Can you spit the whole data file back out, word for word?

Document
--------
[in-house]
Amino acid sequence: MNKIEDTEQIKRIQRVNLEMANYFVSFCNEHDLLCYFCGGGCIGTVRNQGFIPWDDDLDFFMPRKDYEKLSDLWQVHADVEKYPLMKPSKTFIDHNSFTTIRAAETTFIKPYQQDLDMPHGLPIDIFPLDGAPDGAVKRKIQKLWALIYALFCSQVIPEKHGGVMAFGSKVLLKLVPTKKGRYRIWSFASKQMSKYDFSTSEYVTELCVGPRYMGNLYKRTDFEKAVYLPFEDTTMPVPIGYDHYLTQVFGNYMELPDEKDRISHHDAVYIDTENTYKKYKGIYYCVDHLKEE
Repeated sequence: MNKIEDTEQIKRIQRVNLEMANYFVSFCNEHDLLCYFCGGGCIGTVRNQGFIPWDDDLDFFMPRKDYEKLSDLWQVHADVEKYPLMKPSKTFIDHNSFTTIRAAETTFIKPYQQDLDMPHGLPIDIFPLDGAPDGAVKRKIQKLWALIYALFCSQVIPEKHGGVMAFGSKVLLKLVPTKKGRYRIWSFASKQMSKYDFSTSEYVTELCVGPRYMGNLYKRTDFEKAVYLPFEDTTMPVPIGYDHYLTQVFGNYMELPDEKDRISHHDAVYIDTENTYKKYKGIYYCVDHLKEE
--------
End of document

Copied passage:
[in-house]
Amino acid sequence: MNKIEDTEQIKRIQRVNLEMANYFVSFCNEHDLLCYFCGGGCIGTVRNQGFIPWDDDLDFFMPRKDYEKLSDLWQVHADVEKYPLMKPSKTFIDHNSFTTIRAAETTFIKPYQQDLDMPHGLPIDIFPLDGAPDGAVKRKIQKLWALIYALFCSQVIPEKHGGVMAFGSKVLLKLVPTKKGRYRIWSFASKQMSKYDFSTSEYVTELCVGPRYMGNLYKRTDFEKAVYLPFEDTTMPVPIGYDHYLTQVFGNYMELPDEKDRISHHDAVYIDTENTYKKYKGIYYCVDHLKEE
Repeated sequence: MNKIEDTEQIKRIQRVNLEMANYFVSFCNEHDLLCYFCGGGCIGTVRNQGFIPWDDDLDFFMPRKDYEKLSDLWQVHADVEKYPLMKPSKTFIDHNSFTTIRAAETTFIKPYQQDLDMPHGLPIDIFPLDGAPDGAVKRKIQKLWALIYALFCSQVIPEKHGGVMAFGSKVLLKLVPTKKGRYRIWSFASKQMSKYDFSTSEYVTELCVGPRYMGNLYKRTDFEKAVYLPFEDTTMPVPIGYDHYLTQVFGNYMELPDEKDRISHHDAVYIDTENTYKKYKGIYYCVDHLKEE